While driving around the community this week, I noticed that many of the wheat fields in the area are a much paler green color than we normally see in mid-June. I also saw many lawns, which appear to be in good condition, but were turning a pale green color. It’s clear that much of the nitrogen that was applied to wheat and turf has been washed out of the soil from all the recent rains.

Nitrogen, also abbreviated as N, is the plant nutrient most associated with green, healthy, lush growth. It is N that makes our lawns green, our crops green and trees green. Too much N, and flowering plants may grow wildly at the expense of flowers. Too little N often leads to pale green foliage and stunted development.

One form of N that is taken up by plants is nitrate. Nitrates are a water soluble form of N, meaning the nutrient can dissolve in water and wash out of soil. Once the N is washed out of reach of the roots, the plants can exhibit the pale green symptoms of nitrogen deficiency.

For those with lawns that are pale, the solution would be to fertilize the lawn. It is preferable to use a slow release fertilizer, which can help to provide even growth rate on the turf and reduce the chance that water will wash away the N. More information is available from the Purdue lawn fertilizer publication at https://www.agry.purdue.edu/turfnew/pubs/ay-22.pdf.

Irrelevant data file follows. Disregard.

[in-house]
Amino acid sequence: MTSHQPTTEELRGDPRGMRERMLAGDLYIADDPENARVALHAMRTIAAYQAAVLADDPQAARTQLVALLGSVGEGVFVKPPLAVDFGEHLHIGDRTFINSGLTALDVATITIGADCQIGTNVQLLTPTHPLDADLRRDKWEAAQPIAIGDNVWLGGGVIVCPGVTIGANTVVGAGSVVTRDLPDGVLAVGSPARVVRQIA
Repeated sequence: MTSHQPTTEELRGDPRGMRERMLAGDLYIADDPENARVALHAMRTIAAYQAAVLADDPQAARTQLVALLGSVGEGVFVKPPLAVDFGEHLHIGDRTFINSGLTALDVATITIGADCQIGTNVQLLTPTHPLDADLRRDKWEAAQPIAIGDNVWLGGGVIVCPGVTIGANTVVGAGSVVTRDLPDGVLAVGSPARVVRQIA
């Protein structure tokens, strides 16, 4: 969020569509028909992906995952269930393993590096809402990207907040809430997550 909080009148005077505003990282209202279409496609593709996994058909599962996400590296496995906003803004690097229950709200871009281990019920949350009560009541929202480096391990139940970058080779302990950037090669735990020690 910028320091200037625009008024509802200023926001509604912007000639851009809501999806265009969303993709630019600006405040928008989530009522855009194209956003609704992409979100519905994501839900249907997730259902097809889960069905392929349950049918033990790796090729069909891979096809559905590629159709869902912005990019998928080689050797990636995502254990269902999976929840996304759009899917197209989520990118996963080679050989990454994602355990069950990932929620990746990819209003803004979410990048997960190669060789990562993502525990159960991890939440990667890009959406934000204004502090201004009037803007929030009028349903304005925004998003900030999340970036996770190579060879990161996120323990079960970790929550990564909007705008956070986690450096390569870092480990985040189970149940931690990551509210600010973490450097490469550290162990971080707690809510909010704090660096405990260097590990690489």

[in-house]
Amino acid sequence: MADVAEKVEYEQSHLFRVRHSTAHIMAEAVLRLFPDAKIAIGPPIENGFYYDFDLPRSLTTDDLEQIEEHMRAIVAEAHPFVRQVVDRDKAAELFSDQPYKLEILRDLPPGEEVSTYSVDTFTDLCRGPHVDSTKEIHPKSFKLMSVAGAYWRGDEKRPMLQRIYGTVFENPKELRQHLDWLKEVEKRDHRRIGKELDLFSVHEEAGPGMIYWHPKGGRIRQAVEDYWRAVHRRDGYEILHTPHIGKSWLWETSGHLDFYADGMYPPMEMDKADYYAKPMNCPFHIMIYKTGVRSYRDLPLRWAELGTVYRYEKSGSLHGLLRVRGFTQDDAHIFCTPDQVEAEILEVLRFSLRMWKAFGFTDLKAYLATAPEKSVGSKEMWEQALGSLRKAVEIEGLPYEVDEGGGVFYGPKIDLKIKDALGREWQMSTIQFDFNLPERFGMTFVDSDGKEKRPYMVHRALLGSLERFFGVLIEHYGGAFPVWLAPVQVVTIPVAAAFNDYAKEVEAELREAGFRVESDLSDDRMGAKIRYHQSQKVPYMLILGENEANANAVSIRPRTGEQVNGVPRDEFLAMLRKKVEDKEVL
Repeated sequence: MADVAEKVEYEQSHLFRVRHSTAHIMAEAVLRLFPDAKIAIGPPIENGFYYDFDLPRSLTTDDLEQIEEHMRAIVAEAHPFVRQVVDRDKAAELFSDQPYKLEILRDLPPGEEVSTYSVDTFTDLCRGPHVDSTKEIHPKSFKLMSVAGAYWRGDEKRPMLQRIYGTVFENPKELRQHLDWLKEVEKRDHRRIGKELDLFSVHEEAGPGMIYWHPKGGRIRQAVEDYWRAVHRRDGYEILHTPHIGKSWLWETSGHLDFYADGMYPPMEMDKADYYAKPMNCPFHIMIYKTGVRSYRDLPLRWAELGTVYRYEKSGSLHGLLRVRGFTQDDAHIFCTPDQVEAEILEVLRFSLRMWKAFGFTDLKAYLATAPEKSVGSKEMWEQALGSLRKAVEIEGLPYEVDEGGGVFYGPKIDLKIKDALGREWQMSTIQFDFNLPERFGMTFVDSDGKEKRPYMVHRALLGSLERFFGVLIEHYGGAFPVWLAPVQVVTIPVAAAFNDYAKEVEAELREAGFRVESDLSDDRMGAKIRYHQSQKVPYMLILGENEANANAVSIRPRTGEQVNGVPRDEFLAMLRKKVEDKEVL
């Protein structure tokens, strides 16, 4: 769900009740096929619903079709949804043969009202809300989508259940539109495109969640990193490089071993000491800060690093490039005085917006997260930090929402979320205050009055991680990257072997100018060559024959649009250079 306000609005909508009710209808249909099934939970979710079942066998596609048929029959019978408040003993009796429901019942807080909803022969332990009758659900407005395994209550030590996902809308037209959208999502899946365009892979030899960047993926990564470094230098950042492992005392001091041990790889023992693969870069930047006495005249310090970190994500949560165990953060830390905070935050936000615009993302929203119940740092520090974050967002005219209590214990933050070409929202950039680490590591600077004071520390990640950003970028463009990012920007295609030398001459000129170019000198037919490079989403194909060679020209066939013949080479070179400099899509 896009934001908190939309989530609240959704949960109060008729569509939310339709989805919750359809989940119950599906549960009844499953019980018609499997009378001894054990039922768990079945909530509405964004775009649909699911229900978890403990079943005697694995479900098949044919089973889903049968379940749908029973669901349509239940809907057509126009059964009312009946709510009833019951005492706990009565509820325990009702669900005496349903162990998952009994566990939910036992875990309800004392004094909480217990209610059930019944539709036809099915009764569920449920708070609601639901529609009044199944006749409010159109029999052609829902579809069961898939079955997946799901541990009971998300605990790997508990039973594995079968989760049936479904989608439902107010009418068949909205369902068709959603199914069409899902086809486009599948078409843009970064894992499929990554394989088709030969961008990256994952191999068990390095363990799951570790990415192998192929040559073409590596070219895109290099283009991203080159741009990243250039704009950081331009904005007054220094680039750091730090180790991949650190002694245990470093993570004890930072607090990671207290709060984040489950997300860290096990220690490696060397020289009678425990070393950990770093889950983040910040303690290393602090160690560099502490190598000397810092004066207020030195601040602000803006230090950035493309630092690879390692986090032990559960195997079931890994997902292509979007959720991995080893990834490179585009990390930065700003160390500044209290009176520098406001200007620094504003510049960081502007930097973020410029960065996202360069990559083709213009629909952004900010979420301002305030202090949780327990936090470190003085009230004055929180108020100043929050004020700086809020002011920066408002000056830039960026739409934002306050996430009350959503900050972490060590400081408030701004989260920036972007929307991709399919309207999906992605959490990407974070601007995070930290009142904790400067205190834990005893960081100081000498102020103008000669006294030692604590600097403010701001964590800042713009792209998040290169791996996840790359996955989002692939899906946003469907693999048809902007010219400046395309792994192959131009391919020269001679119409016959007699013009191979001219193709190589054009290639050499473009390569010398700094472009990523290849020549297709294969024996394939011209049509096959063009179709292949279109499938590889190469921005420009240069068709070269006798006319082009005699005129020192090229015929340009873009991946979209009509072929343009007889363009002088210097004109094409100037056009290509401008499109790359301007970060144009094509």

In wheat, there is little chance that an application this late will make a big difference in yield. However, if you applied N preplant to soils where you were going to plant corn, there is a very real possibility that much of that N was lost if no nitrogen stabilizer was applied with the N. This might be a good year to use the pre-sidedress nitrogen tests that are offered by many soil testing companies to determine just how much N is left in the field. For more information about pre-sidedress N tests, check out https://www.agry.purdue.edu/ext/pubs/AY-314-W.pdf.

Jeff Burbrink is Extension Educator-Agriculture/Natural Resources at Purdue Extension Service Elkhart County. He can be reached at 574-533-0554 or jburbrink@purdue.edu

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